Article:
PA Photos is poised to speed-up delivery of digital images to media outlets in a move promising a ?new era in sports photography? when it launches this weekend.

Carried by UK sports photographers, the revamped ShootLive system will transmit images from ?pitch to page in minutes? by using new software to keep image file sizes smaller and allow them to be transmitted to newspaper picture desks faster than before, claims PA.

Should a newspaper wish to use one, it can click on the low resolution picture in the online gallery to receive the full resolution photograph.

The agency intends to use its new service at all 380 Premier League football games after successfully testing it for David Beckham?s debut for LA Galaxy in the United States last month.

?Rather than taking photos, transferring them to computer and then sending them to the relevant person, what ShootLive does is stream images in ?real time? from the camera to the editor,? said a spokeswoman.

?But the key is that the images are a very small file size, so that websites don?t have to scroll through many high-res? images which is time consuming to choose the ones they want.?

It means client websites can have access to images ?almost instantly? rather than having to wait until all the images have been downloaded and submitted, adds PA.

?ShootLive has been designed to cut the time it takes for images to get from camera to the end user?s application, such as a website, faster than before,? said the system’s marketing director Mark Habgood.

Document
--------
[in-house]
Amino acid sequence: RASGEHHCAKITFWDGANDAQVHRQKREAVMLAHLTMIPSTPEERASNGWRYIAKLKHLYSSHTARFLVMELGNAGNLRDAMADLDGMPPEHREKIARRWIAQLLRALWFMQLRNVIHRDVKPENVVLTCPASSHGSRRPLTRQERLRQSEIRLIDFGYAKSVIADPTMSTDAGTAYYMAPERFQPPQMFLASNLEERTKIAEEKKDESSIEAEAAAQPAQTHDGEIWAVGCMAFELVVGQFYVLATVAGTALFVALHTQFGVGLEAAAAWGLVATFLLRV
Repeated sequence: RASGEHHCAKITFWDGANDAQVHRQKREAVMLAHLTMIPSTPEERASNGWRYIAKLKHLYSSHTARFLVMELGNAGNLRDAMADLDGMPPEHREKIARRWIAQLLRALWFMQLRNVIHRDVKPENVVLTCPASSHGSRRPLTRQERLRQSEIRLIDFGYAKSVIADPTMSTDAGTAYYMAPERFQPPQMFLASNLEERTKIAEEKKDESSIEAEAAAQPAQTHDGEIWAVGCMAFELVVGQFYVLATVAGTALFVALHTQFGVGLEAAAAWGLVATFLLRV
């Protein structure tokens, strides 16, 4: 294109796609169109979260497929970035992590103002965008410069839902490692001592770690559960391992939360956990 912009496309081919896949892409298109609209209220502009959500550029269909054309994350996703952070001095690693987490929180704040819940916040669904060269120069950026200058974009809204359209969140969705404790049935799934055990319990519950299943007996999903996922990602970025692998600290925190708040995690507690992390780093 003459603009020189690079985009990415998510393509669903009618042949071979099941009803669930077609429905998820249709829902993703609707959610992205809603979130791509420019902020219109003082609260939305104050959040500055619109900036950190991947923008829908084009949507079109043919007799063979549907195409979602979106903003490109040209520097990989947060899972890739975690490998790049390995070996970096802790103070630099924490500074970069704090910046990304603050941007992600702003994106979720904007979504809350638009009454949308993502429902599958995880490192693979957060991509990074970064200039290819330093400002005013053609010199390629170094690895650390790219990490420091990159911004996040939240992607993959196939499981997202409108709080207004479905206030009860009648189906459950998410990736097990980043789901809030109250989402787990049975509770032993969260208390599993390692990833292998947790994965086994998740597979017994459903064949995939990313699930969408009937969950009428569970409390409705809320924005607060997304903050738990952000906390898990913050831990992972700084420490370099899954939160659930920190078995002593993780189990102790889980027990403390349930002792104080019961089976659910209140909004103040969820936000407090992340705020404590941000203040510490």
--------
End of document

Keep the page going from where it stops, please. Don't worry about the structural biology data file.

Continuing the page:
?By automating delivery, ShootLive takes the pain out of editing and selecting photos for use. The pictures are transmitted to the PA Photos’ operations centre, where an editor selects, edits and captions the best photos,? he added.

The digital images are sent to an FTP site or an XML feed delivered to an FTP address, adds PA.

The new service will also cut the agency?s costs, according to a PA. ?In simple terms when media outlets send photographers to an event they need to send a photographer, an editor and a technician which can be very expense,? added the spokeswoman.

?This new technology has been developed so that only a photographer needs to be on site and the technician and editor can be in an office.?

The technology will be put into action at this weekend’s Community Shield match between Manchester United and Chelsea at the new Wembley Stadium.

PA first launched a photo wiring service in 1945.

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Picture credit: PA Photos

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